When did you decide to become a vet?
I wanted to be a vet all throughout my childhood, but I explored other career interests in high school and college. I thought that I wanted to be a marine biologist for awhile, and then I wanted to be a human physician or surgeon. I even reached a point where I wanted to be a psychologist. I finally returned to veterinary medicine around sophomore/junior year of undergrad. Little did I know, vet med combined all of my interests in one fantastic occupation – animals, surgery, and yes, even psychology!
Did you interview any vets before starting the application process? If so how did you approach them?
I found a nice doctor that I felt comfortable with at work, and I asked her a ton of questions. She was my go-to person for all things related to my application. We still keep in touch now that I’m in school – I consider her to be a trusted friend as well as a mentor.
Were you a member of any clubs at your undergraduate school? If so, which ones?
I was a most involved in Alpha Phi Omega (delta pi chapter), a co-ed service fraternity. I was also co-president of my school’s Neuroscience Club and I was a member of the Mortar Board Honor Society and the Delta Epsilon Iota Honor Society.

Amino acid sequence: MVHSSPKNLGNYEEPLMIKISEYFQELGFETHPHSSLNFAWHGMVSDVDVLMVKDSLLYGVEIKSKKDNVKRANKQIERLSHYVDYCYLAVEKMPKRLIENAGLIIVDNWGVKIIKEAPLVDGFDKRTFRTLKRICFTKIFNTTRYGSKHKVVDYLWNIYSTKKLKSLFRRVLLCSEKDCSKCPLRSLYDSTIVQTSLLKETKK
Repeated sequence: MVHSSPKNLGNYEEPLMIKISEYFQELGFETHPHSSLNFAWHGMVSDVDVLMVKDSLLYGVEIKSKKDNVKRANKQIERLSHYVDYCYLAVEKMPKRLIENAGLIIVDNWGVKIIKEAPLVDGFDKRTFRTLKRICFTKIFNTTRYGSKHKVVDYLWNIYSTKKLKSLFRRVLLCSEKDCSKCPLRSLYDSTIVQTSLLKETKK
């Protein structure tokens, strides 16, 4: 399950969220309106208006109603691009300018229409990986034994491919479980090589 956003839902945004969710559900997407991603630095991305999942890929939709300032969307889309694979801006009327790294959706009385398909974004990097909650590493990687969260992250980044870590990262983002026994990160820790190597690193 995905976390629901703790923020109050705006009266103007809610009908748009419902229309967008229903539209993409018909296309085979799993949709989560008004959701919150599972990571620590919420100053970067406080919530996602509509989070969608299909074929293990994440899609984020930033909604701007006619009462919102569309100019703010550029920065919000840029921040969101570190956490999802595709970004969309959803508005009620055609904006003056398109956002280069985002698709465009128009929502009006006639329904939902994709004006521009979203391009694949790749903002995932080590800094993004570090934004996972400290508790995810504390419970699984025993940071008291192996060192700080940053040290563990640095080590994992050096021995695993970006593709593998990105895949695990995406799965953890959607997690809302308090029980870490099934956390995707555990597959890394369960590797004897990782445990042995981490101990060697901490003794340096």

Did you join student clubs in your DVM program at the University of Missouri? If so, which ones? Were they helpful?
I did! I joined a ton of clubs at first, but once the course load got heavy, I narrowed it down to the Shelter Medicine Club, the Veterinary Business Management Association (VMBA), and the Student Chapter of the American Veterinary Association (SCAVMA). All were helpful in their own ways, but VBMA and SCAVMA allowed me to attend a variety of different lunch-and-learn type events and hear advice from many well-respected veterinarians and business professionals. I highly recommend joining your school’s local chapter of VMBA and SCAVMA.
Who gave you your letters of recommendation? Did you know them well?